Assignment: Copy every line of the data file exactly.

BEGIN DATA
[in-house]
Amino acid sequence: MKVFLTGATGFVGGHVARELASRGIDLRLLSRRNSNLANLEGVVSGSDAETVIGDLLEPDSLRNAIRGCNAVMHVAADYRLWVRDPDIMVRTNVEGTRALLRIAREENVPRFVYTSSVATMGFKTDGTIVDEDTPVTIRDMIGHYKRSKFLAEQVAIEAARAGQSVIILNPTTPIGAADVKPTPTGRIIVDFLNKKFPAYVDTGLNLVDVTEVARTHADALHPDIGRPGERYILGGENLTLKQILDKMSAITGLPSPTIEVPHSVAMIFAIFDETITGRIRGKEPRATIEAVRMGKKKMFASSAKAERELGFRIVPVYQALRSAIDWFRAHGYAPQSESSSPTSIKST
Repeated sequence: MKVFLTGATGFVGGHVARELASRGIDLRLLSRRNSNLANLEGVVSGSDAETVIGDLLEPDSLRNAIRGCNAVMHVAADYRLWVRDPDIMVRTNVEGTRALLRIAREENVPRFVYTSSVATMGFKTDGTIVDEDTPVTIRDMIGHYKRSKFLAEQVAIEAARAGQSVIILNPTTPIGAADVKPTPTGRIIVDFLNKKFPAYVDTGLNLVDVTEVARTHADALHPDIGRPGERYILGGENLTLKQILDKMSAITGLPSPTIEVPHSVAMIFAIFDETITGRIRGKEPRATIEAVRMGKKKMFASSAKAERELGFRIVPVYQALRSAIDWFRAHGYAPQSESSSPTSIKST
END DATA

[in-house]
Amino acid sequence: MKVFLTGATGFVGGHVARELASRGIDLRLLSRRNSNLANLEGVVSGSDAETVIGDLLEPDSLRNAIRGCNAVMHVAADYRLWVRDPDIMVRTNVEGTRALLRIAREENVPRFVYTSSVATMGFKTDGTIVDEDTPVTIRDMIGHYKRSKFLAEQVAIEAARAGQSVIILNPTTPIGAADVKPTPTGRIIVDFLNKKFPAYVDTGLNLVDVTEVARTHADALHPDIGRPGERYILGGENLTLKQILDKMSAITGLPSPTIEVPHSVAMIFAIFDETITGRIRGKEPRATIEAVRMGKKKMFASSAKAERELGFRIVPVYQALRSAIDWFRAHGYAPQSESSSPTSIKST
Repeated sequence: MKVFLTGATGFVGGHVARELASRGIDLRLLSRRNSNLANLEGVVSGSDAETVIGDLLEPDSLRNAIRGCNAVMHVAADYRLWVRDPDIMVRTNVEGTRALLRIAREENVPRFVYTSSVATMGFKTDGTIVDEDTPVTIRDMIGHYKRSKFLAEQVAIEAARAGQSVIILNPTTPIGAADVKPTPTGRIIVDFLNKKFPAYVDTGLNLVDVTEVARTHADALHPDIGRPGERYILGGENLTLKQILDKMSAITGLPSPTIEVPHSVAMIFAIFDETITGRIRGKEPRATIEAVRMGKKKMFASSAKAERELGFRIVPVYQALRSAIDWFRAHGYAPQSESSSPTSIKST